Sixteen-year-old Billy Allbright is about to bust out of his sheltered cocoon and go on a gonzo road trip. He just doesn't know it yet. His ticket to freedom? A mysterious Bible containing two resurrection stories. The second is about a man Billy's never met, and who is supposedly dead: his father.
But the road to a risen-from-the-grave dad, and the unusual inheritance he promises, is far from straight. Billy zigzags across the American West in a geocaching treasure hunt. When his journey includes a runaway baseball star, nudists who perform sun dances, a girl with neon green body parts, and con artists who blackmail him into their "anti-action movie," Billy soon realizes that the path to self-discovery is mega off-road.
Meehl (Suck It Up) draws inspiration from an American classic in this thought-provoking, often philosophical coming-of-age tale. Almost 16, Billy has spent his entire life traveling with his mother and fighting the good fight as "ninja warriors for the Lord." While Billy is secure in his faith and a willing crusader, he's ready to give up homeschooling for high school and lead a normal, nonnomadic life. The arrival of a message from his (supposedly dead) father gives Billy the impetus to break free and go on a wild road trip. Led by clues hidden in a copy of The Adventures of Huckleberry Finn, he travels cross-country, finding an unlikely traveling companion in Ruah Branch, a closeted gay black, professional baseball player. Billy and Ruah's friendship is tested by religious and personal beliefs, forcing Billy to rethink everything he's ever known. Throw in a trip to Burning Man, a pair of con artists, and the legendary sequel to Huckleberry Finn, and you have a recipe for a story both strange and wonderful. Meehl doesn't pull any punches as his characters undergo their own journeys to freedom in this powerful, intelligent tale. Ages 14 up.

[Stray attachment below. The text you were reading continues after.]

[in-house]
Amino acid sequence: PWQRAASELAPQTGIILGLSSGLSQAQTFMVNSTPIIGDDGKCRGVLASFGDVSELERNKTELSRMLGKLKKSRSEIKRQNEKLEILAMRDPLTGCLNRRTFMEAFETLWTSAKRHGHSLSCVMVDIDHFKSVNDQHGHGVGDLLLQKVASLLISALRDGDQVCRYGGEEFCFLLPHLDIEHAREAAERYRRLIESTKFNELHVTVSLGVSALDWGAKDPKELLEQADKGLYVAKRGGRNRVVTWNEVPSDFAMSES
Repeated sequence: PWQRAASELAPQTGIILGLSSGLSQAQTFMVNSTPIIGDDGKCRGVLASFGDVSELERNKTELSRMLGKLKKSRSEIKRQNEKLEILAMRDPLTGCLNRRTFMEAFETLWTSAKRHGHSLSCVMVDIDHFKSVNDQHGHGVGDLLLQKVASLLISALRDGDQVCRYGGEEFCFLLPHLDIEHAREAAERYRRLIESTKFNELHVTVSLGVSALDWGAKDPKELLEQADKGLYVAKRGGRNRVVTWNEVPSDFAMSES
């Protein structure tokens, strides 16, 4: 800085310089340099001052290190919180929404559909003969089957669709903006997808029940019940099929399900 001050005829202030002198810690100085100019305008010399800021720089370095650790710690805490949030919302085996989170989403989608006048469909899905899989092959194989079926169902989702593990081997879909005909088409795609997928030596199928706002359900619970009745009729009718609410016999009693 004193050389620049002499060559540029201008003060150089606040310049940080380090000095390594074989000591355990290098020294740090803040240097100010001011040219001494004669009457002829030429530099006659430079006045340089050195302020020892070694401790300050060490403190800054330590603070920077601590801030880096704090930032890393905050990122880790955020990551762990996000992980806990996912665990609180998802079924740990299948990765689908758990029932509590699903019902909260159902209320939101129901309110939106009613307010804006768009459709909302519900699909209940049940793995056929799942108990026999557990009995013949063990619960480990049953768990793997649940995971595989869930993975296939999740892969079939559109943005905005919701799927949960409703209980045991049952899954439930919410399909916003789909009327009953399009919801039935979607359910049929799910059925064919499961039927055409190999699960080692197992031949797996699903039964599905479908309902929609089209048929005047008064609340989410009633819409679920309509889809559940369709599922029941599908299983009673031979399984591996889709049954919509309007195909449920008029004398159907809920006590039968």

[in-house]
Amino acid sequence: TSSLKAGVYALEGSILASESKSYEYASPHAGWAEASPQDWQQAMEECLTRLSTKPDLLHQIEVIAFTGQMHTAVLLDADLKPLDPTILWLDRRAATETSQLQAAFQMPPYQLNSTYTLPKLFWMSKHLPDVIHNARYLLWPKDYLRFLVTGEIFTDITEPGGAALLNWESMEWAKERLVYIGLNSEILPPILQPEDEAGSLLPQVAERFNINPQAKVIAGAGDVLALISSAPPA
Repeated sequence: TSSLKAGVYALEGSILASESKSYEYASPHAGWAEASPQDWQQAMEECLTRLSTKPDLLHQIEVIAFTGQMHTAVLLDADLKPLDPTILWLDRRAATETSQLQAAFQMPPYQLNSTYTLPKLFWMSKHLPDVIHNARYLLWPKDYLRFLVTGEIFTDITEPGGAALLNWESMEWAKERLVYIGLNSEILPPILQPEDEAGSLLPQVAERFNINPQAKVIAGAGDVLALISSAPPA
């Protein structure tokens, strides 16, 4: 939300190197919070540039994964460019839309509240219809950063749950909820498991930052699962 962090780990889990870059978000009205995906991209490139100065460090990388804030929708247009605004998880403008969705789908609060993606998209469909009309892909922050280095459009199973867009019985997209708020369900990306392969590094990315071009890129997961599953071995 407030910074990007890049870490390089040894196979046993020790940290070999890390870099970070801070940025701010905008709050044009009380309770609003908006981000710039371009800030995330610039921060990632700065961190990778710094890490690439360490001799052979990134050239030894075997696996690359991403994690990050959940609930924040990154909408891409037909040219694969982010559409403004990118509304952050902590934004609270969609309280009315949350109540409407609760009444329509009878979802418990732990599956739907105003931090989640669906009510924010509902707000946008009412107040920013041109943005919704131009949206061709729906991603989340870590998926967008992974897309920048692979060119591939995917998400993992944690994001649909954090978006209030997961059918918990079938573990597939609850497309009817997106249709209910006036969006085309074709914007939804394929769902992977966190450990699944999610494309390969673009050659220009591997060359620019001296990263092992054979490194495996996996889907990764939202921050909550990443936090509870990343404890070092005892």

If you like mark twain stories, you will enjoy this book. Brian out does himself again with a fast paced adventure story. It is great for adults as well as young adults.
Way to go Brian!